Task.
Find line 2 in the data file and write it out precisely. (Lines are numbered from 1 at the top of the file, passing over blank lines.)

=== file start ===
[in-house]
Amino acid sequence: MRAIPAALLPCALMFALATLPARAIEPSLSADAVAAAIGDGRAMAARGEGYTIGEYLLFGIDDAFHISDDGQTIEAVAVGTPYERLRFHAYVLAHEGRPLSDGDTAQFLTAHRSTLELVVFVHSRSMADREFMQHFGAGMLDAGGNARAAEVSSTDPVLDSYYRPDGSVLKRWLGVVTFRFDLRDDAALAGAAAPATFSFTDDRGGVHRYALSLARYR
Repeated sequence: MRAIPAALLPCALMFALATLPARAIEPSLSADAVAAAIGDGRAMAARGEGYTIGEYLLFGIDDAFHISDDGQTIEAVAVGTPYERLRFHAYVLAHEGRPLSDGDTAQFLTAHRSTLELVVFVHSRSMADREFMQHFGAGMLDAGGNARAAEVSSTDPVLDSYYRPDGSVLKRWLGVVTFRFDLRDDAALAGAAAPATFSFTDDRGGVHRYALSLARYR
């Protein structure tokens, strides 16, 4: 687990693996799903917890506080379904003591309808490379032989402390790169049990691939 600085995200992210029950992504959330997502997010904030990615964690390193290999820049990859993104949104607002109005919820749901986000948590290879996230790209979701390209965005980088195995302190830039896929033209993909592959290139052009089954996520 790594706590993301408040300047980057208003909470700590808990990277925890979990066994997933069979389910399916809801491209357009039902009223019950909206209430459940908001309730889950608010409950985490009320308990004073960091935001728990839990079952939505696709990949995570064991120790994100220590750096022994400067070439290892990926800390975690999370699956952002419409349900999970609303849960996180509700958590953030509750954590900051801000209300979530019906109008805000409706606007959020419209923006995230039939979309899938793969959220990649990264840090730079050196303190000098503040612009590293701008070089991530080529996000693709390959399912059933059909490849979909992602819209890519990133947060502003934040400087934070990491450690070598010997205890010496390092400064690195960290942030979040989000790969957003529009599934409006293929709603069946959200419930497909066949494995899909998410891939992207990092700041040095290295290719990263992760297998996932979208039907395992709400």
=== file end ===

Amino acid sequence: MRAIPAALLPCALMFALATLPARAIEPSLSADAVAAAIGDGRAMAARGEGYTIGEYLLFGIDDAFHISDDGQTIEAVAVGTPYERLRFHAYVLAHEGRPLSDGDTAQFLTAHRSTLELVVFVHSRSMADREFMQHFGAGMLDAGGNARAAEVSSTDPVLDSYYRPDGSVLKRWLGVVTFRFDLRDDAALAGAAAPATFSFTDDRGGVHRYALSLARYR